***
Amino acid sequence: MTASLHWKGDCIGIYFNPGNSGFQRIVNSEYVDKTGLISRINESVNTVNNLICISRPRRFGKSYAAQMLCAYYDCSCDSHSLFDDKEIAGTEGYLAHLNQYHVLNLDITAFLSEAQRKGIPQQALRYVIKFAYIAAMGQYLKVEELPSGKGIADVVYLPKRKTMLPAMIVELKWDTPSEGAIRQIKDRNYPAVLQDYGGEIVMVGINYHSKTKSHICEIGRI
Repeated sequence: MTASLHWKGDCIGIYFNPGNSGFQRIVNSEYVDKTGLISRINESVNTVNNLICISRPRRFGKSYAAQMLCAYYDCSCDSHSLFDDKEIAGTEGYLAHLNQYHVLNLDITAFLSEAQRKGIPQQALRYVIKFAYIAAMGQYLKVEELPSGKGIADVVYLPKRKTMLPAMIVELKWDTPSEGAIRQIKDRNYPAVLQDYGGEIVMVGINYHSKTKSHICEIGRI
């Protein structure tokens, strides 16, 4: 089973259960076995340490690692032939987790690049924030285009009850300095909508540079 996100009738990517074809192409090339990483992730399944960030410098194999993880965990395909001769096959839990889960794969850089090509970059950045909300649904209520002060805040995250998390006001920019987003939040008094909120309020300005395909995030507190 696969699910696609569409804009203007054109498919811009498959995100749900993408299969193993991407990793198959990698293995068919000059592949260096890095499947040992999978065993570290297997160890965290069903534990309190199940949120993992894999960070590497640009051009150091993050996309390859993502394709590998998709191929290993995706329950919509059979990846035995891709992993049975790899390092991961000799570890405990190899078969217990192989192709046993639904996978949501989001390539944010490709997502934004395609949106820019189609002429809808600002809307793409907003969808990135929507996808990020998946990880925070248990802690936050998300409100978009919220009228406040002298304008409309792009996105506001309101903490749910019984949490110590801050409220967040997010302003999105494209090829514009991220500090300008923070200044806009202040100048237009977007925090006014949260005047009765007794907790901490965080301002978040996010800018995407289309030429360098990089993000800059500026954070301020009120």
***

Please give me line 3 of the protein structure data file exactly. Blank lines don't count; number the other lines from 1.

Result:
């Protein structure tokens, strides 16, 4: 089973259960076995340490690692032939987790690049924030285009009850300095909508540079 996100009738990517074809192409090339990483992730399944960030410098194999993880965990395909001769096959839990889960794969850089090509970059950045909300649904209520002060805040995250998390006001920019987003939040008094909120309020300005395909995030507190 696969699910696609569409804009203007054109498919811009498959995100749900993408299969193993991407990793198959990698293995068919000059592949260096890095499947040992999978065993570290297997160890965290069903534990309190199940949120993992894999960070590497640009051009150091993050996309390859993502394709590998998709191929290993995706329950919509059979990846035995891709992993049975790899390092991961000799570890405990190899078969217990192989192709046993639904996978949501989001390539944010490709997502934004395609949106820019189609002429809808600002809307793409907003969808990135929507996808990020998946990880925070248990802690936050998300409100978009919220009228406040002298304008409309792009996105506001309101903490749910019984949490110590801050409220967040997010302003999105494209090829514009991220500090300008923070200044806009202040100048237009977007925090006014949260005047009765007794907790901490965080301002978040996010800018995407289309030429360098990089993000800059500026954070301020009120």